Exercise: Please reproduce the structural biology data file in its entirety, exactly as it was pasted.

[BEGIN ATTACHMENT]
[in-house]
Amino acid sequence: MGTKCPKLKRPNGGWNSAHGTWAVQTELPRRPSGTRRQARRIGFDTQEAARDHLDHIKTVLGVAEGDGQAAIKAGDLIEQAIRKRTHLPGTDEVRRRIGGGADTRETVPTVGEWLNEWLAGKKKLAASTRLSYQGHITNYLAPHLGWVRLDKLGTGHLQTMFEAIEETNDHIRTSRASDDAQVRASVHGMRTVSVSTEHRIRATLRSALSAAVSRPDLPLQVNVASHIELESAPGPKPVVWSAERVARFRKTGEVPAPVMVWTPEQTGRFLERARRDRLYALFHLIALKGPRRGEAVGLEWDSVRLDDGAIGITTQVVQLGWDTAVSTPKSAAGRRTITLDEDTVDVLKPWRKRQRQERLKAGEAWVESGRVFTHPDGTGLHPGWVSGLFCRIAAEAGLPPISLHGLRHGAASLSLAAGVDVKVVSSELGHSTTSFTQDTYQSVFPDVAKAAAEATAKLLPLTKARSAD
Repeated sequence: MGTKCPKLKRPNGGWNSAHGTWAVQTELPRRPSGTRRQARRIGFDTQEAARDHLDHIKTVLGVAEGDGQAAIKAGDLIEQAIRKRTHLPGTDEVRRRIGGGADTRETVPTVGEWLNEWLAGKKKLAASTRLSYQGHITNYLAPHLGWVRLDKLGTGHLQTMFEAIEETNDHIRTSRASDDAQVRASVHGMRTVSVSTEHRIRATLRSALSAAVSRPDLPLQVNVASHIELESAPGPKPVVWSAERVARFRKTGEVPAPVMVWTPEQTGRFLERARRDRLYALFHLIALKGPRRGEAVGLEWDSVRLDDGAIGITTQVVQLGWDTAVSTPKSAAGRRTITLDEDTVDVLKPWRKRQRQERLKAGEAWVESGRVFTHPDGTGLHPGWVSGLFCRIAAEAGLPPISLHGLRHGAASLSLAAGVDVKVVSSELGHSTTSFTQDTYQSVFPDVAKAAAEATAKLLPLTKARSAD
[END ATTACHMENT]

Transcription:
[in-house]
Amino acid sequence: MGTKCPKLKRPNGGWNSAHGTWAVQTELPRRPSGTRRQARRIGFDTQEAARDHLDHIKTVLGVAEGDGQAAIKAGDLIEQAIRKRTHLPGTDEVRRRIGGGADTRETVPTVGEWLNEWLAGKKKLAASTRLSYQGHITNYLAPHLGWVRLDKLGTGHLQTMFEAIEETNDHIRTSRASDDAQVRASVHGMRTVSVSTEHRIRATLRSALSAAVSRPDLPLQVNVASHIELESAPGPKPVVWSAERVARFRKTGEVPAPVMVWTPEQTGRFLERARRDRLYALFHLIALKGPRRGEAVGLEWDSVRLDDGAIGITTQVVQLGWDTAVSTPKSAAGRRTITLDEDTVDVLKPWRKRQRQERLKAGEAWVESGRVFTHPDGTGLHPGWVSGLFCRIAAEAGLPPISLHGLRHGAASLSLAAGVDVKVVSSELGHSTTSFTQDTYQSVFPDVAKAAAEATAKLLPLTKARSAD
Repeated sequence: MGTKCPKLKRPNGGWNSAHGTWAVQTELPRRPSGTRRQARRIGFDTQEAARDHLDHIKTVLGVAEGDGQAAIKAGDLIEQAIRKRTHLPGTDEVRRRIGGGADTRETVPTVGEWLNEWLAGKKKLAASTRLSYQGHITNYLAPHLGWVRLDKLGTGHLQTMFEAIEETNDHIRTSRASDDAQVRASVHGMRTVSVSTEHRIRATLRSALSAAVSRPDLPLQVNVASHIELESAPGPKPVVWSAERVARFRKTGEVPAPVMVWTPEQTGRFLERARRDRLYALFHLIALKGPRRGEAVGLEWDSVRLDDGAIGITTQVVQLGWDTAVSTPKSAAGRRTITLDEDTVDVLKPWRKRQRQERLKAGEAWVESGRVFTHPDGTGLHPGWVSGLFCRIAAEAGLPPISLHGLRHGAASLSLAAGVDVKVVSSELGHSTTSFTQDTYQSVFPDVAKAAAEATAKLLPLTKARSAD